It was clarified at the hearing that the proposal includes the demolition of the separate tack room as well as the stables building. I will consider the proposal on that basis.
Whether or not inappropriate development in the Green Belt
The Framework explains in paragraphs 149 and 150 the exceptions when development in the Green Belt may be considered to be not inappropriate.
Certain other forms of development are also not inappropriate in the Green Belt provided they preserve its openness and do not conflict with the purposes of including land within it.
(e) material changes in the use of land (such as changes of use for outdoor sport or recreation, or for cemeteries and burial grounds);
I have not been presented with persuasive or clear evidence that demonstrates that the criterion would exclude the change of use of land for a caravan site from consideration under paragraph 150(e).
All the listed forms of development in paragraph 150 are subject to the requirements that they preserve openness and do not conflict with the purposes of including land within the Green Belt.
In spatial terms the removal of the two existing and lawful buildings on the site and the replacement with a twin unit mobile home would result in an overall reduction in floorspace and volume of development on the site. The Council accepted at the hearing that this aspect of the proposal would result in an increase in the openness of the site and I agree.
I therefore conclude that the proposal would preserve the openness of this part of the Green Belt in both spatial and visual terms. This requirement of paragraph 150 of the Framework would be met by the scheme.
The 5 purposes of including land in the Green Belt
- to check the unrestricted sprawl of large built-up areas;
- to prevent neighbouring towns merging into one another;
- to assist in safeguarding the countryside from encroachment;
- to preserve the setting and special character of historic towns; and
- to assist in urban regeneration, by encouraging the recycling of derelict and other urban land.
My analysis is that the proposal, in principle and in practice, with the removal of the two buildings and containment of the residential use within the hardstanding area, would not lead to an increase in physical presence of development on the site, or beyond it. As a result, there would not be an encroachment or sprawl of the built-up area into the countryside in comparison to the lawful use and buildings on the land. Consequently, I am satisfied that the scheme would not conflict with any of the Green Belt purposes in the Framework.
The requirements of paragraph 150 of the Framework would be met and the scheme would not be inappropriate development. Consequently, there would not be the need to demonstrate very special circumstances to justify the development.
Development Plan and other considerations
The site is not located in an area of high flood risk and there is no case made that there is contaminated land. In these circumstances, the provision of a Gypsy and Traveller pitch on this site would meet with the requirements of Policy DM16 of the Core Strategy. This accords with the findings of the previous Inspector and compliance with Policy DM16 was accepted by the Council at the hearing.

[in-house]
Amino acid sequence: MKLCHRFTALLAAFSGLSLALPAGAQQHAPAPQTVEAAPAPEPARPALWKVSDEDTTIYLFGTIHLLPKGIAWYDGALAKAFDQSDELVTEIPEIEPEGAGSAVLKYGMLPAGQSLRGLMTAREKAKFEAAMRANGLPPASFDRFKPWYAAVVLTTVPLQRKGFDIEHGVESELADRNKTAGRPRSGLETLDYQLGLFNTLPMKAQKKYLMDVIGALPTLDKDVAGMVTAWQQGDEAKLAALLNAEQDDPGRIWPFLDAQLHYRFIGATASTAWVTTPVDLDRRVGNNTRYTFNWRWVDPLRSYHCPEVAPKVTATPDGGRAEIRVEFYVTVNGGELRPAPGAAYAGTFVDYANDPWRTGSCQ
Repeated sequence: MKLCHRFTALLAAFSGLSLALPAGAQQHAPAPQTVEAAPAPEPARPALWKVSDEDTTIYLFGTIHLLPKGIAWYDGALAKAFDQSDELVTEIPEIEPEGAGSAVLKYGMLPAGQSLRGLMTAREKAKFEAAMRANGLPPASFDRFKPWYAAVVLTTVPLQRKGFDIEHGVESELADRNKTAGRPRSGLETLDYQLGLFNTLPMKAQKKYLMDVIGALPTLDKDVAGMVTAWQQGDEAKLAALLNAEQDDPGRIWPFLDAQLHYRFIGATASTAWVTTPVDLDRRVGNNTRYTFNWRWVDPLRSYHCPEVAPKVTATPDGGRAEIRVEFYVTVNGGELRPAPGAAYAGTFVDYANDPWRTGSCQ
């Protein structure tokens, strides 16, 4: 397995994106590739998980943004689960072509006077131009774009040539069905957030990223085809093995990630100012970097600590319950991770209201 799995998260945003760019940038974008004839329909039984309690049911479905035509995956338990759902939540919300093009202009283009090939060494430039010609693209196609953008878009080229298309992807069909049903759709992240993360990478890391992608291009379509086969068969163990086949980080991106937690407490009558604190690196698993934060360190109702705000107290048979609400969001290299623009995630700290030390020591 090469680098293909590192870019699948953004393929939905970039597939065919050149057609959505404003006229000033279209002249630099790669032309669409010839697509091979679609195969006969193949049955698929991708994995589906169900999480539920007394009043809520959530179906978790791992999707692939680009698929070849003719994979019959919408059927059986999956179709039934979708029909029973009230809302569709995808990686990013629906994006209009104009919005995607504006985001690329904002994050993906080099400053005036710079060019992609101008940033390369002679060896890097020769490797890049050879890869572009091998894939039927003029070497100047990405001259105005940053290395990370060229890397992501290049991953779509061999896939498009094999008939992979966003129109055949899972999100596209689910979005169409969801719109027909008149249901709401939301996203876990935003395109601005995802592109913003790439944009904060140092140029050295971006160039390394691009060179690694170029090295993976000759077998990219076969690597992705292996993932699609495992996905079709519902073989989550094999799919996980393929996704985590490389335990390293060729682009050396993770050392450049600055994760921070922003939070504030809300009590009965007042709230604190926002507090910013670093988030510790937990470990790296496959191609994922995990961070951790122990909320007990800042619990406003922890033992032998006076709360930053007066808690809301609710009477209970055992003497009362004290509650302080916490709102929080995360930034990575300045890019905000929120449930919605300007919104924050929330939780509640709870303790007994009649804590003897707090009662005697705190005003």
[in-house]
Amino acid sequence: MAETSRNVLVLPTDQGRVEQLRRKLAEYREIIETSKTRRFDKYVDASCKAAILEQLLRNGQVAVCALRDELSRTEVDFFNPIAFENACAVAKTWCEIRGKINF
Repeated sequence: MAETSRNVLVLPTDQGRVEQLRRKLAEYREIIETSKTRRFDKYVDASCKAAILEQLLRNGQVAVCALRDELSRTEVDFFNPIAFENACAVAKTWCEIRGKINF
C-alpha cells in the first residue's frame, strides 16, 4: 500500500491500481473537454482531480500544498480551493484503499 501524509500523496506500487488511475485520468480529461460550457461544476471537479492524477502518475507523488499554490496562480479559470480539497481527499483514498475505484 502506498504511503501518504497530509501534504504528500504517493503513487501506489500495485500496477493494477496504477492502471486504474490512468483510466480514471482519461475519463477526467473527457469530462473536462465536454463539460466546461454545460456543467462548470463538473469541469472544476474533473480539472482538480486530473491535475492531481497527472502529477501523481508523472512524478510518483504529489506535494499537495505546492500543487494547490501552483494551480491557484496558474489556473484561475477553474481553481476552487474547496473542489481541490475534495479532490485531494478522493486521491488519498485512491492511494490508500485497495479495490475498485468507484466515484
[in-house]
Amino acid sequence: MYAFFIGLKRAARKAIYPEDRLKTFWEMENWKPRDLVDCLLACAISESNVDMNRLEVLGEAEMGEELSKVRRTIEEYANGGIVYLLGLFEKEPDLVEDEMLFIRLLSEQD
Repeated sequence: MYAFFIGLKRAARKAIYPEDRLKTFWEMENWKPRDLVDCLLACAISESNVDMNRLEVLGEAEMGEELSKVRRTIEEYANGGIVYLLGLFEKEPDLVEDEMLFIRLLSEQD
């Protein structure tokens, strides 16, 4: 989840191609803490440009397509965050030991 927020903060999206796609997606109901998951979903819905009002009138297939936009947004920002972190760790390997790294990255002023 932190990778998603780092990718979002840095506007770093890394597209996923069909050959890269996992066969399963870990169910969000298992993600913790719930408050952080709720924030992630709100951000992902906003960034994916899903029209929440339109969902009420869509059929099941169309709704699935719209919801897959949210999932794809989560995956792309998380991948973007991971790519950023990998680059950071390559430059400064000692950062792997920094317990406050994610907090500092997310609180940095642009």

Intentional unauthorised development
The existing mobile home is on the site as a result of intentional unauthorised development and the present appellant has occupied the mobile home since it was first brought onto the land. The mobile home is still unauthorised and I consider that the intentional unauthorised development should still merit significant weight against the scheme.
The level of unmet need for Gypsy pitches in the Borough
At the previous appeal the evidence identified a need for 11 additional pitches in the Borough. The latest needs assessment (September 2018), identified a need for 44 additional pitches in the period up to 2041. This latest Assessment identifies that 30 of those pitches are required in the period 2018-2023. This is a fairly substantial increase in identified need.
The existing inadequate level of local provision and the need for a fairly substantial number of additional pitches in the Borough is a matter to which I attribute substantial weight.
Policy progress and timetable and any failure of policy
There appears to have been very limited policy progress over past years to assist with delivering pitches. This should be considered a failure of policy and should be attributed substantial weight.
The best interests of the children
I attribute substantial weight to the best interests of the children. I consider that the children’s circumstances have changed since the earlier appeal decision in this respect.
The previous appeal decision
The findings of the previous Inspector are very relevant to the considerations before me and that Inspector dismissed that appeal.
Importantly at the time of the 2017 appeal, the Framework did not include the exception regarding material changes in the use of land in the Green Belt.
The scheme is also materially different from the proposal before the previous Inspector because the stables and tack room are now proposed to be removed and therefore the analysis on the effects on openness and the purposes is different.
I place great weight on the previous appeal decision but there are material differences with the considerations that are before me.
There has been a sustained and significant level of unmet need in the Borough. Those matters that weigh in favour of the development are significant and collectively would clearly and substantially outweigh the harm that I have identified.
David Wyborn BSc(Hons) MPhil MRTPI
an Inspector appointed by the Secretary of State
Decision date: 21 July 2022
Summary edited by Andrew Watson. Download the full decision report